Francisco Mahfuz 17:51

I think that part of the issue is that a lot of people there's sometimes focusing on the details or the context and not in the unique feeling that is being generated by those details in that context. And I had a conversation with with someone who we both know Gustavo. He was trying to find an angle to do a speech about whales. And and I talked to him and I found out that he very clearly he loves whales. Whales are one of his passions. And I asked him, How long have you loved whales and he says, I've always loved whales since I was a kid. I loved whales. And then I said to him, okay, so how about this? Do you remember that thing? When you were a kid that you were crazy about? It was a bit weird. Nobody knew how it started. But that was the thing you were insane about and you wanted toys of that thing. And you asked your mum for your next birthday to be decorated with that thing. Now, for you that might have been cars, you might have been Barbies you might have been Superman are transformers. For me, it was Wales. And I said to him, everybody has had that experience. Some people still have that experience. But you're looking for the feeling behind the details. And the details don't matter.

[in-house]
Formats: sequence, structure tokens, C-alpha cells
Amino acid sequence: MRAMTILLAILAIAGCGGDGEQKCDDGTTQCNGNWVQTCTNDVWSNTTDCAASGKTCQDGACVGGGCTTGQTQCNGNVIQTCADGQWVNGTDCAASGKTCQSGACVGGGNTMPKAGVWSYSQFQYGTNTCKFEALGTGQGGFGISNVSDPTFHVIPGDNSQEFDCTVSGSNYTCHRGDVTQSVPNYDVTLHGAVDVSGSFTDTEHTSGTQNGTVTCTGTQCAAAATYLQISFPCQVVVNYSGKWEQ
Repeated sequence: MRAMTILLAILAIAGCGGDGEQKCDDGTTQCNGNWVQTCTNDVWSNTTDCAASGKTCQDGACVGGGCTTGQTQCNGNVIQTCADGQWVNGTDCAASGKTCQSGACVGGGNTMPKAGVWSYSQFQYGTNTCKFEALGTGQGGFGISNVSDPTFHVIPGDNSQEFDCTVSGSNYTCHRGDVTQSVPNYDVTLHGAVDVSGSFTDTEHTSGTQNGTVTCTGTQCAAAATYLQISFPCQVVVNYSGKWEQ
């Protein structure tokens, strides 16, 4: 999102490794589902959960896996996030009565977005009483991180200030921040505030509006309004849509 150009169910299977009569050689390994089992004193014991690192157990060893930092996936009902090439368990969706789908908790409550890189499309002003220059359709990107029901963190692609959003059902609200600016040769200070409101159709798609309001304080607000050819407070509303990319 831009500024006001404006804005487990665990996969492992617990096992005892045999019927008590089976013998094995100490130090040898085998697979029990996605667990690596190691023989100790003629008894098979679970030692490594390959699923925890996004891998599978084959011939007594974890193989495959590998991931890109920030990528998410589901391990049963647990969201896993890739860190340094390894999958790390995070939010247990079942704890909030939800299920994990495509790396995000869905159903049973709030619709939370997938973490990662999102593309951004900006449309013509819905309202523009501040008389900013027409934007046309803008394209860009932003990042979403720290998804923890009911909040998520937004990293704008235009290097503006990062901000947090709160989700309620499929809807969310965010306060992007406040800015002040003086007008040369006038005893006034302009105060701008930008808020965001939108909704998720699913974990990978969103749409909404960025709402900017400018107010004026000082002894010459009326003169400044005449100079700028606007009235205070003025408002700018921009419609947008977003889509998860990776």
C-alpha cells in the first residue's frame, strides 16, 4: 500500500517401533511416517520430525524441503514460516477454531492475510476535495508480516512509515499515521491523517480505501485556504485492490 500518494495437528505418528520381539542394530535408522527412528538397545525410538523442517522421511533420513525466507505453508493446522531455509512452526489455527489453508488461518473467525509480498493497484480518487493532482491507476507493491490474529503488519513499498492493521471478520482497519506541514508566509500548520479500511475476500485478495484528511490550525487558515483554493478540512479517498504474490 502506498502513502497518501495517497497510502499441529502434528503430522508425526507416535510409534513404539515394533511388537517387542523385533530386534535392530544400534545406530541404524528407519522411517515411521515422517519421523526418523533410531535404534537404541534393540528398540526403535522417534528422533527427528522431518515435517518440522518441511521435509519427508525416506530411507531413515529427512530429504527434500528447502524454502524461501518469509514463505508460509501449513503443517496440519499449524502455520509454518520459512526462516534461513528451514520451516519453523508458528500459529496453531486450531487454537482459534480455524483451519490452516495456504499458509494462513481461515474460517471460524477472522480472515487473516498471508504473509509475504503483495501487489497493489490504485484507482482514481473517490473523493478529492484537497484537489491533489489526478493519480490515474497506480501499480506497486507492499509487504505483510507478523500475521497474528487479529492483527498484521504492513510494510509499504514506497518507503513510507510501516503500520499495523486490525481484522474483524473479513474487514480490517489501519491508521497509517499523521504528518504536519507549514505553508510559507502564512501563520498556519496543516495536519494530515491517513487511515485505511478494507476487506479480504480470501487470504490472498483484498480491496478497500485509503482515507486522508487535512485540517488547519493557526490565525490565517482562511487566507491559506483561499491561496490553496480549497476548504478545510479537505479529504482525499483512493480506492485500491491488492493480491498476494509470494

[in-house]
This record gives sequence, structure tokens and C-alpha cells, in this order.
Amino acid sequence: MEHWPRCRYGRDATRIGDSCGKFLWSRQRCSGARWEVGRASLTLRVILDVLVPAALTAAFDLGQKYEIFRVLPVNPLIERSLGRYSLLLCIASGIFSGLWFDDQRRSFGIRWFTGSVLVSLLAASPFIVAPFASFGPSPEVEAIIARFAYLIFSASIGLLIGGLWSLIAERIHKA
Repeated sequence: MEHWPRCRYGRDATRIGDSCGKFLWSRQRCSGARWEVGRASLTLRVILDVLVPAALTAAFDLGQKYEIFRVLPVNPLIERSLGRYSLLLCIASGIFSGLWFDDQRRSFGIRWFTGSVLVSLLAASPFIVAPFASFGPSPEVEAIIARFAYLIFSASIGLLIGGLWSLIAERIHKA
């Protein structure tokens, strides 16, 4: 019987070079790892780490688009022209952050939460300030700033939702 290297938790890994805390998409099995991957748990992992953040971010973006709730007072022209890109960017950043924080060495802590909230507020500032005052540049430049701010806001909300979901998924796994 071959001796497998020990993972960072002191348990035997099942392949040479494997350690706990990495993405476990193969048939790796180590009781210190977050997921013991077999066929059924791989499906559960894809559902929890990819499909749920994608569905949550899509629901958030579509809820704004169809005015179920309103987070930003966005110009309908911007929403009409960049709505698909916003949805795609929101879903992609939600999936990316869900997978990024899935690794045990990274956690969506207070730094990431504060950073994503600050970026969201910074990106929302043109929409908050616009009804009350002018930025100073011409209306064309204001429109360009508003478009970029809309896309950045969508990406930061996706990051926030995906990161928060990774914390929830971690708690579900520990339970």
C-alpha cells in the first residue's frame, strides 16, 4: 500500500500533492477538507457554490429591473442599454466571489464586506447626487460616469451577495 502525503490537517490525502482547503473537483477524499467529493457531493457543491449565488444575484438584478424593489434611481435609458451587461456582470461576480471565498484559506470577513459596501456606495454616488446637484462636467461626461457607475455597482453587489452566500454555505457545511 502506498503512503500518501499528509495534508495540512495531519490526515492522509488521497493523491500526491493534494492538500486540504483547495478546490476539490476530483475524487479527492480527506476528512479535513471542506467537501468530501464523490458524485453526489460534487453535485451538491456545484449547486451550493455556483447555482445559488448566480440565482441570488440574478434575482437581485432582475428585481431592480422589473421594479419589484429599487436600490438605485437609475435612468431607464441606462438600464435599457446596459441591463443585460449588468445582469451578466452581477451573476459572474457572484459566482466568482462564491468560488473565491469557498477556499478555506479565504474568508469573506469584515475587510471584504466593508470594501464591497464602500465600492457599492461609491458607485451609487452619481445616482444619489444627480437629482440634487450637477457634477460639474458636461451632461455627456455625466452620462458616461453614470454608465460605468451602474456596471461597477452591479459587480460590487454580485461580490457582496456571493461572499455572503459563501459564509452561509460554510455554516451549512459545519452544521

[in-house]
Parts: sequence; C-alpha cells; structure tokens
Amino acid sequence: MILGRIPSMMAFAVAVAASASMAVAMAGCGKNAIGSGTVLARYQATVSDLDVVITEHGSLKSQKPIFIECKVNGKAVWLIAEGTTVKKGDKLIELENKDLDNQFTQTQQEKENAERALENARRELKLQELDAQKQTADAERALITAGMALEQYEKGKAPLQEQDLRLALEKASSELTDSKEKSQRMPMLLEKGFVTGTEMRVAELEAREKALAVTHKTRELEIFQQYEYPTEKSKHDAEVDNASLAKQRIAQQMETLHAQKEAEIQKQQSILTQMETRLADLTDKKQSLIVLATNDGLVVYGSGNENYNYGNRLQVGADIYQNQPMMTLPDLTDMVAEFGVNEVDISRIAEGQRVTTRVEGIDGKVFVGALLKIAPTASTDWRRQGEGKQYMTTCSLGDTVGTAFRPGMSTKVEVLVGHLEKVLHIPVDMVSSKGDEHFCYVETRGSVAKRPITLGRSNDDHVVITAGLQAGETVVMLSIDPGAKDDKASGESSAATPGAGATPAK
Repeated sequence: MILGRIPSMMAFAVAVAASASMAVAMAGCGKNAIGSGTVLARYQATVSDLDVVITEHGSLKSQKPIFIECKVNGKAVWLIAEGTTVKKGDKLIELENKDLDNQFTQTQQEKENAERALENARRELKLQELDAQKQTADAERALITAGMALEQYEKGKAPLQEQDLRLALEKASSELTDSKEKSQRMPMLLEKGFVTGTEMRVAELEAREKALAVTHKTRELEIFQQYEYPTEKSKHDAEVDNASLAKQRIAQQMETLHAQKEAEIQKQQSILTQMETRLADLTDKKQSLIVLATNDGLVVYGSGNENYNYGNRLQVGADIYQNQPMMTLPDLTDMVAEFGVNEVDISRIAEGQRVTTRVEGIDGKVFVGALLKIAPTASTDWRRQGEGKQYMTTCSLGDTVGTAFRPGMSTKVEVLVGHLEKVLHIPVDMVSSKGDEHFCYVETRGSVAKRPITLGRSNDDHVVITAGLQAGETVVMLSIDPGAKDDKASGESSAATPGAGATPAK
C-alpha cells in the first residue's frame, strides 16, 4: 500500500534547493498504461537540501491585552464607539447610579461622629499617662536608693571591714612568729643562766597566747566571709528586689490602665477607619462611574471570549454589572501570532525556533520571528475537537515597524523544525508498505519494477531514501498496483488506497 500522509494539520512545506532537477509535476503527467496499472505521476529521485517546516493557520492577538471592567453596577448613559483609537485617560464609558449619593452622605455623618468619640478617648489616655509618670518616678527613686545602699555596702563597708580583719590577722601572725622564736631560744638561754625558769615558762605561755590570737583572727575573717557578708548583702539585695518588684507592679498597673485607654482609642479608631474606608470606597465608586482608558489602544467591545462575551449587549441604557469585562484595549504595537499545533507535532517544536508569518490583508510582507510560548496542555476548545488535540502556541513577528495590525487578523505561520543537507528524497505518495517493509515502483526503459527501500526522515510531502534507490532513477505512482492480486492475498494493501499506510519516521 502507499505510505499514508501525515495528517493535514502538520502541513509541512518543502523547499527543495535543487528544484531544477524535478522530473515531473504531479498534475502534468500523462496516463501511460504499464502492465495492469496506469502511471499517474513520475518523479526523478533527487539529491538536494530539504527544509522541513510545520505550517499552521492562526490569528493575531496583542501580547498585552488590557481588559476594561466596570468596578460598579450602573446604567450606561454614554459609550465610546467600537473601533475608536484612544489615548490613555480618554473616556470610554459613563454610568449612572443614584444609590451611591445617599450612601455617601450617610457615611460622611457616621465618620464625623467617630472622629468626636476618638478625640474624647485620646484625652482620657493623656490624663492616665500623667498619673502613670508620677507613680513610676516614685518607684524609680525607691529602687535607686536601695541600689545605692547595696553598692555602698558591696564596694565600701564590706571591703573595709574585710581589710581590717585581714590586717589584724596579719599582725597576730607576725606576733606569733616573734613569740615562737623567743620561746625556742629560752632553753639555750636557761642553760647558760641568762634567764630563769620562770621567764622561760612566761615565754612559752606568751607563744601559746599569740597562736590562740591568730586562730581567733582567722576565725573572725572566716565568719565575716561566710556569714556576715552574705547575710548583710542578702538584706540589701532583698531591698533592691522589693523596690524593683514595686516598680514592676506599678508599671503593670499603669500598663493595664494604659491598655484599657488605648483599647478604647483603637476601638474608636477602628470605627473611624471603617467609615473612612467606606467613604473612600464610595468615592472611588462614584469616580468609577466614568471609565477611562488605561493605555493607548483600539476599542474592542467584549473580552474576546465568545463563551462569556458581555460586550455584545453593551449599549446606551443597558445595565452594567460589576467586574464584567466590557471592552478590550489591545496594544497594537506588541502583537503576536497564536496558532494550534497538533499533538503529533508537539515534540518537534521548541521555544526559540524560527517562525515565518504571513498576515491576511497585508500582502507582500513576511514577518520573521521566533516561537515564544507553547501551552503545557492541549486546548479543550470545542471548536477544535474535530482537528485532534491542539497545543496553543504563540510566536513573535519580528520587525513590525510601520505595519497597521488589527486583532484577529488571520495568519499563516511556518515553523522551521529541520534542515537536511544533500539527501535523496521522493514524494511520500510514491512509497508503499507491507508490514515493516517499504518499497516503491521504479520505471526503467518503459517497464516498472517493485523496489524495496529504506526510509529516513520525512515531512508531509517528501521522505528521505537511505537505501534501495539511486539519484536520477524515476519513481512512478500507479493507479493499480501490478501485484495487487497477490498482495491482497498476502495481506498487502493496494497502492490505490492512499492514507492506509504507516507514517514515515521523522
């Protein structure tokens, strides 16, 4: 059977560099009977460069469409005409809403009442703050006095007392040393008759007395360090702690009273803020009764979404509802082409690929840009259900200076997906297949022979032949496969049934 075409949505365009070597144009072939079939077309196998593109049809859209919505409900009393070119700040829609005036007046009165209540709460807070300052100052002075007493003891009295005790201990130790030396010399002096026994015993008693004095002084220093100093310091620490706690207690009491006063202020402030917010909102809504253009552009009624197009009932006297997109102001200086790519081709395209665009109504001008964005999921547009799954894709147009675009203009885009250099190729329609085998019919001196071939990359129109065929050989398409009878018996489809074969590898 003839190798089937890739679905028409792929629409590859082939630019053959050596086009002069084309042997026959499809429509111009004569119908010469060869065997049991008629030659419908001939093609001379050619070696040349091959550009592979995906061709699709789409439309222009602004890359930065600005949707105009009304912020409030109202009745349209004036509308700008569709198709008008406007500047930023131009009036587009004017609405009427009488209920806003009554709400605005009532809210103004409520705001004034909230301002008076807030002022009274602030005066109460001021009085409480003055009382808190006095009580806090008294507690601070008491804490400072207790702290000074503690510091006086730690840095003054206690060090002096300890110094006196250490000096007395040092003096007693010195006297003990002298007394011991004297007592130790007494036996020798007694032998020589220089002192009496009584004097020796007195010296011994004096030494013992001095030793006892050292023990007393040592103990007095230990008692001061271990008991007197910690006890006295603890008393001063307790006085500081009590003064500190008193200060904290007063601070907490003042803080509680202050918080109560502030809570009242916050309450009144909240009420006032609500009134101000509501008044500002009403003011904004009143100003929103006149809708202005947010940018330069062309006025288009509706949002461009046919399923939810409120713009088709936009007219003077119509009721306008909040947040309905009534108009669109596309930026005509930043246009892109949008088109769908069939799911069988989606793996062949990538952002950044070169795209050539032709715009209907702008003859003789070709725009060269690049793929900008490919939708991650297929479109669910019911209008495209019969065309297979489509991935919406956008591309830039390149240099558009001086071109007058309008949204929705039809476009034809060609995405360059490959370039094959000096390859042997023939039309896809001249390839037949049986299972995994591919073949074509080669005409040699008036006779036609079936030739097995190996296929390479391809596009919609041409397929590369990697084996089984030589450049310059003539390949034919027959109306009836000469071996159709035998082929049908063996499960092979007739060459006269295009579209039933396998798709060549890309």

Florian Mueck 19:10

You know, Francisco that I cannot. I cannot accept your generalisation just now when you said everyone has had this experience, it can say who hasn't had this experience to be?


Francisco Mahfuz 19:21

Fair enough. Fair enough. That is that is a good point.


Florian Mueck 19:25

My was when I was getting my appendix. appendix out. I was 10 years old. One week in the hospital, the appendix and then do you remember Masters of the Universe?


Francisco Mahfuz 19:37

Oh, yeah, Hitman movie.


Florian Mueck 19:40

I was so in my HeMan and masters of the university. Yeah, we all had that.


Francisco Mahfuz 19:46